Tag Archives: Devotion

Gang Aft A-Gley

The best-laid schemes o’ mice an’ men gang aft a-gley–and also those of polytheists. For our August devotional, I’d planned for Thiasos Bakkheios to have a high-woo trance journey, so that each member could meet the god in person, and discover which aspect of Dionysos they most resonated with.

Well, no. Scheduling problems, on-the-job injuries, and just plain bad luck conspired to make it seriously uncertain who (if anyone) was going to be able to make it, and guaranteed that at least a few folks would not be in the right space for trance work. So, thought I, let’s just have a dinner party in his honor.

Dedicating the time and effort and resources to cooking up a fantastic spread for the god is one of my favorite forms of devotional work. Moving (dancing) about the kitchen, hands-on raw meat, fire on the stove… It gets me high, when mixed with thoughts of Himself.

So we had a feast. Beef, rare and not so rare, rubbed in a Greek spice mix. Mushrooms and bacon, sauteed in wine. Dates wrapped in bacon and roasted. Blackberries and raspberries, olives, bread with dipping plates of olive oil, vinegar, and parmesan. Joey, who changed his mind at the last minute and joined us despite his injury, brought chicken legs baked in bean and cheese sauce. And, of course, mead and wine.

 

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The chair at the head of the table was draped in leopard-print, and the that place at the table held his idol, and his plate and wineglass. Nearby were dishes for offerings to other beings, and the usual altar items were arranged as a centerpiece, around a vase of flowers.

 

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When the Thiasos gathered, we opened with thanks and offerings to the spirits of the ancestors and mighty dead, and then to the spirits of earth, sea, and sky. Without them, we would not be here. Without them, we would have nothing to offer.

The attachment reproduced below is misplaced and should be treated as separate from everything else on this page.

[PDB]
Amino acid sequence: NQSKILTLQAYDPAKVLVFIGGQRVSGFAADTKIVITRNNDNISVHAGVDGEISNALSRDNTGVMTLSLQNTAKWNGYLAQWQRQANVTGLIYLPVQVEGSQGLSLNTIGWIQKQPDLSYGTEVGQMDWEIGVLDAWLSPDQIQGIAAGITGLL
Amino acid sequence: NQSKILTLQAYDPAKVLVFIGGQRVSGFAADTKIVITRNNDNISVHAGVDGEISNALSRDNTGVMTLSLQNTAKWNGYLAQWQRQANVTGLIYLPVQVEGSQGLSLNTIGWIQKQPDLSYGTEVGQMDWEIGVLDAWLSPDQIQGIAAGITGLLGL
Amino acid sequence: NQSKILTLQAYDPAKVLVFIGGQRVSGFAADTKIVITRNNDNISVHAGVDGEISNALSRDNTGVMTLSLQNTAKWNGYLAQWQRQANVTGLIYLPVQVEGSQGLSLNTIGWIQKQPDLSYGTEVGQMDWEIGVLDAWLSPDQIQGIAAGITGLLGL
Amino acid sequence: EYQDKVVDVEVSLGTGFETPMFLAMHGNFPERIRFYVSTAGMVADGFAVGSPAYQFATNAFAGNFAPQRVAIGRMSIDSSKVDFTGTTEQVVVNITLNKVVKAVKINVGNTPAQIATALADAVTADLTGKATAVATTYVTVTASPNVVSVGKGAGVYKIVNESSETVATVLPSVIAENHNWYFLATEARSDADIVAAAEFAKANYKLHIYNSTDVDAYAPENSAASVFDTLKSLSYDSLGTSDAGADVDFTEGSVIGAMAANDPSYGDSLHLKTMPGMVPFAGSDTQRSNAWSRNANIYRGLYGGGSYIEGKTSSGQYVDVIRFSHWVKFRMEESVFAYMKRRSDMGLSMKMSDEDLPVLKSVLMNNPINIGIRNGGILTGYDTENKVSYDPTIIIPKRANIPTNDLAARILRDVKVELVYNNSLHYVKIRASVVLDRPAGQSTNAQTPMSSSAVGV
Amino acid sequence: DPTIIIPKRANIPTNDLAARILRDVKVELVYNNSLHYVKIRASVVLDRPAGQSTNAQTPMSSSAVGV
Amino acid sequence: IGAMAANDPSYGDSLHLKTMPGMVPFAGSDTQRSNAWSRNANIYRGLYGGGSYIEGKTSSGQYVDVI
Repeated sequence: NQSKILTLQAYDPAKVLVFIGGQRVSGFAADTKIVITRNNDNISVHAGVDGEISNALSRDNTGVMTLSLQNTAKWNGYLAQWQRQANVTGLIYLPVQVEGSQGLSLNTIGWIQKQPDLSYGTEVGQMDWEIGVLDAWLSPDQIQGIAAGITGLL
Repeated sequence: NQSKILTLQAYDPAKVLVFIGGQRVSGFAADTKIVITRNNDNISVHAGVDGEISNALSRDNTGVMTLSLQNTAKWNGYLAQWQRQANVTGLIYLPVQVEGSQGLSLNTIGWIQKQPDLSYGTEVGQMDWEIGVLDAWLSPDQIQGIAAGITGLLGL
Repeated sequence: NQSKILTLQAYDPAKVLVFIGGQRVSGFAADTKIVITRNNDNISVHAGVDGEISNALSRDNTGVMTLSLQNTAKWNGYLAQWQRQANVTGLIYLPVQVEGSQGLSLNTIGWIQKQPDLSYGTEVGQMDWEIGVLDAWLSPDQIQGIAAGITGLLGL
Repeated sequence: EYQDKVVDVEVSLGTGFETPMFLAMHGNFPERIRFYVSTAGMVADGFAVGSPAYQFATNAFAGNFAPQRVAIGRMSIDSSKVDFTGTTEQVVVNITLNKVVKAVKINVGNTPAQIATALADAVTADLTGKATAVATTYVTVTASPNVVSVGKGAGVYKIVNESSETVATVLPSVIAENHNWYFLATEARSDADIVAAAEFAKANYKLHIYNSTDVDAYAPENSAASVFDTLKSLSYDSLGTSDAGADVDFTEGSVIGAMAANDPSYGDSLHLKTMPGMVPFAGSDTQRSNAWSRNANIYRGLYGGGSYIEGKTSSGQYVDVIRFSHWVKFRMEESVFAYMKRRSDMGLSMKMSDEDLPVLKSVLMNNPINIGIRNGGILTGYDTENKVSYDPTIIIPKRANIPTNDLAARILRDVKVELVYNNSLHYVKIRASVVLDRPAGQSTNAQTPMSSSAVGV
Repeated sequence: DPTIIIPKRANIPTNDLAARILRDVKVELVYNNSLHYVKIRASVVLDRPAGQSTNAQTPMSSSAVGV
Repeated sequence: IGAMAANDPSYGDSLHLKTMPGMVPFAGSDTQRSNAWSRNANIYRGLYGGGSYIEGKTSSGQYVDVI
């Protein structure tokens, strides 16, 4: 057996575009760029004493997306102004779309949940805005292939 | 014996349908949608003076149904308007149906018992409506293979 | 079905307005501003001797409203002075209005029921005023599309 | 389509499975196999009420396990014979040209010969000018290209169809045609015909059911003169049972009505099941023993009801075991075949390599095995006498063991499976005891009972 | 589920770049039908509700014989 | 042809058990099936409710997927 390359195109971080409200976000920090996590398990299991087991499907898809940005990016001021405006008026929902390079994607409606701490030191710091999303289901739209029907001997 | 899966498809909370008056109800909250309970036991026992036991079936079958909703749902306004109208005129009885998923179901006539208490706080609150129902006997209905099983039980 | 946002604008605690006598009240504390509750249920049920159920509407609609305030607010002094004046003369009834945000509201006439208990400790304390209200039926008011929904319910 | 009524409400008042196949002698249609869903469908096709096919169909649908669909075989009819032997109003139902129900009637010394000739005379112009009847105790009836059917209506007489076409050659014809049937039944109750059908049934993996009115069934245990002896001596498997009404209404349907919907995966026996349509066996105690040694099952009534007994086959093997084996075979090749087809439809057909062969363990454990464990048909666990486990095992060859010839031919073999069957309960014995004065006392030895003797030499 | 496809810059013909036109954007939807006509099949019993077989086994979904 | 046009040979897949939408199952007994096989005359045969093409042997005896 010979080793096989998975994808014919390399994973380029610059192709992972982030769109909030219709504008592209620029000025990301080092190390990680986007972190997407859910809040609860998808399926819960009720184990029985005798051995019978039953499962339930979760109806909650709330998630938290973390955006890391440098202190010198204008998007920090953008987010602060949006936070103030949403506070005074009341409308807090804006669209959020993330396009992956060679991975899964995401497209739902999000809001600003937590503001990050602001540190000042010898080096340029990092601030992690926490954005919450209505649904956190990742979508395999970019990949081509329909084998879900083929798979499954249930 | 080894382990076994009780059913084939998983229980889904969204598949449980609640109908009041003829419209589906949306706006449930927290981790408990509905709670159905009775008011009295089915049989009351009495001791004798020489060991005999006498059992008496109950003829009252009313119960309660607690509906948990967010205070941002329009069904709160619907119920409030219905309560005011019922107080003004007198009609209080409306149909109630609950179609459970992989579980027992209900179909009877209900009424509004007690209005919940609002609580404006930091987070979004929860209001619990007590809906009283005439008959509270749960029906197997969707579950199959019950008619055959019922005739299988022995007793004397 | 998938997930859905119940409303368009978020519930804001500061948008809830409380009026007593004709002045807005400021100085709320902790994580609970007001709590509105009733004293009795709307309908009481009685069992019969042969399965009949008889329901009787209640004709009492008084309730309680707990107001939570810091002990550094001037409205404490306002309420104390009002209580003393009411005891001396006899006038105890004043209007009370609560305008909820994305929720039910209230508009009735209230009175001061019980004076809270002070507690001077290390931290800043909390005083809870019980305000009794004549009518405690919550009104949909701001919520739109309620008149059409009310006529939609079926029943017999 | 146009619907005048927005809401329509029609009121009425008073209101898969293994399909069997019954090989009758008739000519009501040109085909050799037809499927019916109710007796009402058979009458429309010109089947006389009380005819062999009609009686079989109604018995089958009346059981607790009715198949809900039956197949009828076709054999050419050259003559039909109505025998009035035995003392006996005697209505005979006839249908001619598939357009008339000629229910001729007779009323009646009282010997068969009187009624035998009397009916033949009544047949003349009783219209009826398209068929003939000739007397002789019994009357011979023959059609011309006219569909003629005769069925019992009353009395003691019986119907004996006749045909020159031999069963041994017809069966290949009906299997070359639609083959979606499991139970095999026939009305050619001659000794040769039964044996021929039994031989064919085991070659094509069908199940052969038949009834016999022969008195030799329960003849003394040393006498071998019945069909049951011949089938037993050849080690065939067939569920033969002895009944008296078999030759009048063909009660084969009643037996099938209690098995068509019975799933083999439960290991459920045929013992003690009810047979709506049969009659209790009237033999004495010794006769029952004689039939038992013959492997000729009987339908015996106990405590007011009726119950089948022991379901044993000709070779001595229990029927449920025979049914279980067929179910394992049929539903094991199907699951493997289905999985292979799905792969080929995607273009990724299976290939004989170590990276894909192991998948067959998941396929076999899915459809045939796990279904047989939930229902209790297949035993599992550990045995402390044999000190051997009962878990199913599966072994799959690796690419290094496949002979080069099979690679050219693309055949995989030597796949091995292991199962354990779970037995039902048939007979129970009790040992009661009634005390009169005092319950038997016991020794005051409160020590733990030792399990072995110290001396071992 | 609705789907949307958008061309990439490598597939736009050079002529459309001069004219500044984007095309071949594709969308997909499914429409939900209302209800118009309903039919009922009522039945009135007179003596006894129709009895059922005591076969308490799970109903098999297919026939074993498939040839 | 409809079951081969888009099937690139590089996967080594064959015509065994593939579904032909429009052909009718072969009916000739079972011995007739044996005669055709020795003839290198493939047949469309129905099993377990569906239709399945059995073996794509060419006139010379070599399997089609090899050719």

Then came the prayers to the gods, first to Hestia (without whose flame, the gods would not receive their portion), and then to those beings who were and are Dionysos’ kin and companions, and then to Dionysos himself.

For Himself, we laid a full plate and a full glass, and invited him to join us at our table. No one doubted his presence.

And then to feast! There was much juggling of laden dish, attempting to pass things around without spilling or knocking over the candles and icons. Some business of the Thiasos was discussed, and also many matters mundane and spiritual. And, there was laughter and fellowship.

And Cards Against Humanity.

After we were all stuffed and had run out of more specifically Dionysian things to speak of, it was suggested that we play Cards Against Humanity. Not wishing to exclude the guest of honor, we dealt a hand for Dionysos, and evolved a way for him to play.

For those not familiar, Cards Against Humanity is essentially a trick-taking game, where one player gives the table a phrase with missing words, and the others “bid” cards with words to fill in the blanks. The first player to take ten tricks wins the game

We took turns speaking for Dionysos when it was his turn to give the phrase (the prhases were drawn from a deck), and the table voted on the bid we thought he would most likely pick as the winner. When it was someone else’s turn to give the phrase, that person drew the requisite cards from the god’s hand, at random.

For example, the god gave the phrase, “The Academy Award for _____ goes to _____.” The winning bid was, “The Academy Award for the miracle of childbirth goes to dying.” Someone was obviously playing to the judge, there.

 

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In a more playful example, the god drew, “For my next trick, I will pull ____ out of ___.” The winning bid was, “For my next trick, I will pull the female orgasm out of a tribe of warrior women.” Well, if anyone’s going to do it…